At t = 0 s, the essential loads are supplied by the main generators and the fuel cell hybrid power system is turned ON to prepare for an unlikely emergency landing situation.
At t = 5 s, the fuel cell begins to recharge the battery with its optimal power (around 1 kW).
At t = 40 s, all generators are lost. The fuel cell hybrid power system takes over the essential loads. At this time the extra load power required is instantly supplied by the supercapacitor due to its fast dynamics, while the fuel cell power increases slowly.
At t = 45 s, the supercapacitor is discharged below the required DC bus voltage (270 V) and the battery starts providing power to regulate the bus voltage back to 270 V.
At t = 48.5 s, the DC bus or supercapacitor voltage reaches 270 V and the battery reduces its power slowly to zero. The fuel cell provides the total load power and continues to recharge the supercapacitor.
At t = 60 s, an emergency hydraulic pump is started, and the supercapacitor provides the extra transient load power, while the fuel cell power increases slowly.
At t = 61.5 s, the battery comes online to regulate the DC bus voltage to 270 V and helps the fuel cell by providing the extra load power required.
At t = 70 s, the fuel cell reaches its maximum power (the FCPM power was limited to 9 kW due to its DC/DC converter input voltage range) and the extra load power is provided by the battery.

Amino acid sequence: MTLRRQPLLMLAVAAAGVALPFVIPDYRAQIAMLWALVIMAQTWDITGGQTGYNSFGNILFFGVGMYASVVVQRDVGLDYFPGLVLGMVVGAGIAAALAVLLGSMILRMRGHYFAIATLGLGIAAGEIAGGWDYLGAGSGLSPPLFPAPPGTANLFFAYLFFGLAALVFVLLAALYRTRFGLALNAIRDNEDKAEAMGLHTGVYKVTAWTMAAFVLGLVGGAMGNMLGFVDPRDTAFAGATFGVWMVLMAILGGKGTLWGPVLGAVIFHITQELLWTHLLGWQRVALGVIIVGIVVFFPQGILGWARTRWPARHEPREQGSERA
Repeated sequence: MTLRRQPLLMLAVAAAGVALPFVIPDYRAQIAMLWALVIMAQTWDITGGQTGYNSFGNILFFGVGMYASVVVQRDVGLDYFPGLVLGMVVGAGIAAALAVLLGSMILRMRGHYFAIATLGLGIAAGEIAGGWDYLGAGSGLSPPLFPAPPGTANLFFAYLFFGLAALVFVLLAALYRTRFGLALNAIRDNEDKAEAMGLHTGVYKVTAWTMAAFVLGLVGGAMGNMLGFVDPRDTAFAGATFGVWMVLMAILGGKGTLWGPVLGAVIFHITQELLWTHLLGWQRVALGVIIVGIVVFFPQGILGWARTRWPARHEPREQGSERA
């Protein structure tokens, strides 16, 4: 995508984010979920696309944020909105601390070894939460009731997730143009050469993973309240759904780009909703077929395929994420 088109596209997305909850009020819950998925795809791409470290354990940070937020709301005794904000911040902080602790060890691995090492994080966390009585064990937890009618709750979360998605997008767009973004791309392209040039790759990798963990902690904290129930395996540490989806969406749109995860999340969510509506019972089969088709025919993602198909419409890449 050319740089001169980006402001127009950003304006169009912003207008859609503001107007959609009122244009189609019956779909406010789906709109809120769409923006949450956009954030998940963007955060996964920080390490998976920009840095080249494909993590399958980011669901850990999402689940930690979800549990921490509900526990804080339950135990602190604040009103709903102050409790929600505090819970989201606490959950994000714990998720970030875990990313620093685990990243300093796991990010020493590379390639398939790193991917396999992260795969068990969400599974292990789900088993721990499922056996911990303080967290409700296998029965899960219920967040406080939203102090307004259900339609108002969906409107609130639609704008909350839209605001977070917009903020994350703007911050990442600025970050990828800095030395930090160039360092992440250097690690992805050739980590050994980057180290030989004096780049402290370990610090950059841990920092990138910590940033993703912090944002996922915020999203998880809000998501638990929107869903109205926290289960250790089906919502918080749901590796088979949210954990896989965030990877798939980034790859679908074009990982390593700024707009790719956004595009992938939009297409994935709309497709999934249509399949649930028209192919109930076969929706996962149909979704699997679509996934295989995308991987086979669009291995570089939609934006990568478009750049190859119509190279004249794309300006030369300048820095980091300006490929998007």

At t = 110 s, the battery also reaches its maximum power (4 kW) and the supercapacitor provides the extra load power.
At t = 125 s, the load power reduces below the fuel cell maximum power. Due to the slow fuel cell dynamics, the extra fuel cell power during transients is transferred to the supercapacitor.
At t = 126 s, the DC bus voltage reaches 270 V and the battery power drops to zero.
At t = 130 s, a second emergency hydraulic pump is turned ON and the fuel cell hybrid power system behavior is similar to when the first hydraulic pump was turned ON.
At t = 170 s, the load power reduces below the fuel cell maximum power and the extra fuel cell power is transferred to both the battery and supercapacitor.
At t = 180 s, the load is suddenly increased due to the motion of Flaps/Slats and landing gears. Once again, the supercapacitor responds quickly by providing the extra load power.
At t = 185 s, the battery discharges to regulate the DC bus voltage and helps the fuel cell with the extra load power required.
At t = 235 s, the aircraft has landed and the load power decreases suddenly. The extra fuel cell energy is stored in the battery and supercapacitor.
At t = 250 s, the aircraft is taxiing and the fuel cell supplies nearly the total load power required.
At t = 330 s, the passengers have been evacuated and the load power reduces to zero. The fuel cell reduces its power slowly to its optimal power and recharges the battery.
1. In order to reduce the amount of memory used, a decimation factor of 100 is used for all scopes, except for the Load scope (which uses a decimation factor of 10).
2. Average-value models of DC/DC and DC/AC converters are used to speed up the simulation.
3. Select a different energy management strategy in the Energy Management System block and compare its performance in terms of hydrogen consumption, storage (battery/supercapacitor) energy used and overall efficiency.
1. S. Njoya Motapon, L.A. Dessaint and K. Al-Haddad, "A Comparative Study of Energy Management Schemes for a Fuel Cell Hybrid Emergency Power System of More Electric Aircraft," IEEE Transactions on Industrial Electronics, 2013 (IEEE Early access).